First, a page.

Coleman mentions this to five people as he wades through a crowd of supporters and media at O'Gara's. On that same walk -- and in his speech beforehand -- Coleman makes at least 23 references to things that underscore the importance of hard work, namely his own.
This campaign is "not about entitlement," he says, and no one is "handed anything in life." Minnesotans understand the "importance of hard work," all of which segues cleanly into the importance of creating jobs, 18,000 of which he created as mayor of St. Paul. "I've done that work," he says.
It's takes little work to decode Coleman's sledgehammer emphasis on hard work. He is reminding voters of his relative youth and vigor, aligning himself with the state's "working people" and selling the basic Republican ethic of self-reliance. In addition, he is declaring a return to normalcy in this, the nation's most abnormal Senate campaign.
It has been a fabulous return to work, Coleman says, a day of big crowds, great optimism and the requisite "palpable energy" everywhere he goes. He is smart, savvy and charismatic, a model candidate. By the same token, Coleman's polish and telegenic perfection could also be his biggest obstacle.
"He doesn't have a familiar Minnesota style," says Steven Schier, a professor of political science at Carleton College in Northfield, Minn. "This state, more than any other state, values a level of authenticity."
Voters here have especially sharp antennae for excessive polish and have traditionally preferred the rumpled familiarity of icons such as Mondale, Wellstone and Hubert Humphrey. This was an issue for Coleman even before Wellstone's death. He ran an unsuccessful race for governor in 1998 in which he struggled to move beyond his base of voters in St. Paul and transplants from the Twin Cities suburbs. He is a political pragmatist who, in his race against the maverick Wellstone, always trumpeted his own "mainstream" appeal. The senators he says he most admires -- Gordon Smith (R-Ore.), Zell Miller (D-Ga.) and Bill Frist (R-Tenn.) -- are people who can "reach across the aisle and get things done." And it is unfair, he says, to equate his appreciation for mainstream consensus to a taint of political smoothness.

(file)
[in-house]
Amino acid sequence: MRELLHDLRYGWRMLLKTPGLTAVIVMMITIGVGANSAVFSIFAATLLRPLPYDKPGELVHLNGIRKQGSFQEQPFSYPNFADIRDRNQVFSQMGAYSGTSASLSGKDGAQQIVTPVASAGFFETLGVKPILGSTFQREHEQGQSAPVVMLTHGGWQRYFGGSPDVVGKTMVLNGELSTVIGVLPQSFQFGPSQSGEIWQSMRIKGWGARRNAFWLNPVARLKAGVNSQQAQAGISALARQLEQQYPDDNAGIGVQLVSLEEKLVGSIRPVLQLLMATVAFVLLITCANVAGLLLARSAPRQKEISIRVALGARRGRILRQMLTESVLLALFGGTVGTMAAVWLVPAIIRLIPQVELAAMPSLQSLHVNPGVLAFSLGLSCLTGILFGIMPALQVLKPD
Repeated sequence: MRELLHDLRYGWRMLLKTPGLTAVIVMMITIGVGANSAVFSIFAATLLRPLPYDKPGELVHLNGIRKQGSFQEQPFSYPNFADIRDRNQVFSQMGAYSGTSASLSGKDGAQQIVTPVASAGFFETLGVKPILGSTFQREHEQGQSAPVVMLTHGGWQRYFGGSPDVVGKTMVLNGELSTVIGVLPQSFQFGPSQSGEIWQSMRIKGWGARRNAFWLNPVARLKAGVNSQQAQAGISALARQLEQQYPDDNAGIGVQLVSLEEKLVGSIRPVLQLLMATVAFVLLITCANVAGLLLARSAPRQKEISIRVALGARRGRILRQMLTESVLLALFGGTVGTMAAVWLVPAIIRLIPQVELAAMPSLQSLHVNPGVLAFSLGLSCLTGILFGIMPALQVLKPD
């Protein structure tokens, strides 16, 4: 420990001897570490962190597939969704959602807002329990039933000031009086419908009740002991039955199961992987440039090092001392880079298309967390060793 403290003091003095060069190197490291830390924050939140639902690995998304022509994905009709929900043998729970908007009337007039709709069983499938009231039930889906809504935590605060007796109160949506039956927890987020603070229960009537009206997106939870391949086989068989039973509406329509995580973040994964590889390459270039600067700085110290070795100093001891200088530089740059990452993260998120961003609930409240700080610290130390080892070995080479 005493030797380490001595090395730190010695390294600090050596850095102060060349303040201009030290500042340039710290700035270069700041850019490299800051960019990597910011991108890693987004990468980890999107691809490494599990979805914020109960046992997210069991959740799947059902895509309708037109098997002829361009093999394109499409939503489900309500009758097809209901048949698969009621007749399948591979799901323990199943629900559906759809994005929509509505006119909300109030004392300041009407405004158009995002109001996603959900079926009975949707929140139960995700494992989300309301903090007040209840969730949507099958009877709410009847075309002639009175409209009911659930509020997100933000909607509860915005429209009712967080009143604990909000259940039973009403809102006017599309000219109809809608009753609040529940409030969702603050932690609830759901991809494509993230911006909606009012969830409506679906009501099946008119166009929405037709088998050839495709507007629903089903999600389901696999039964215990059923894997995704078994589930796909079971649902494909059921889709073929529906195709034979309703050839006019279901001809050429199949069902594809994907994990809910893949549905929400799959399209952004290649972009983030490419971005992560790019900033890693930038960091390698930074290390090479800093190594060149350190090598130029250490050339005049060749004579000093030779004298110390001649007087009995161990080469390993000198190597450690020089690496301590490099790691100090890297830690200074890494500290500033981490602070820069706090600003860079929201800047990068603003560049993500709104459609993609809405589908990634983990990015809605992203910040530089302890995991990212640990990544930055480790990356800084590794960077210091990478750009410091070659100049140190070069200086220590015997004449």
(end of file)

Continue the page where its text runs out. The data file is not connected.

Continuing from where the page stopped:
"I've worked for everything I've ever had," Coleman said after a debate with Wellstone in Moorhead, Minn., 10 days before Wellstone died. Coleman worked with labor leaders, business leaders, attended law school at night while working during the day. Even during the grind of this campaign, he drives in car pools for his two teenage children. "I grew up middle-class and I am middle-class," Coleman says, before concluding that "with hard work, you can accomplish anything."
That, he says, is the X-factor in this race: In the next four days, Coleman will run a campaign that is about diligence. And that, he tells voters, will transcend all the ghosts and legends and distractions that confront him in these final campaign days.
At 7:30 on Wednesday night, Coleman is wading through a throng of supporters on his way to a room where he will watch Mondale accept the nomination of the state's Democratic-Farmer-Labor Party. He signs a T-shirt for an elderly woman in a wheelchair and high-fives a man who vows "not to let the Democrats steal this election" and autographs a Coleman sign that another man is brandishing in the highest form of Minnesota tribute -- on a hockey stick.
Afterward, Coleman greets a clot of supporters who are holding signs at Snelling and Selby streets. "This has been such a humbling few days," says Christian Iversen, a supporter from Oakdale. Nearby, Austin Lindstrom, 26, holds a sign that says "Honk if you're an idiot." A Coleman supporter gets in his face as snow falls and drivers pass in a procession of honks.
It's 8:30 and Coleman is on his way home for a few hours of sleep before he heads off again, early the next morning, on a flight that will take him to Moorhead, East Grand Forks, Willmar and then Mankato before returning to St. Paul. He is asked how he feels, how he's holding up. "Fantastic," he says. "I'm back at work."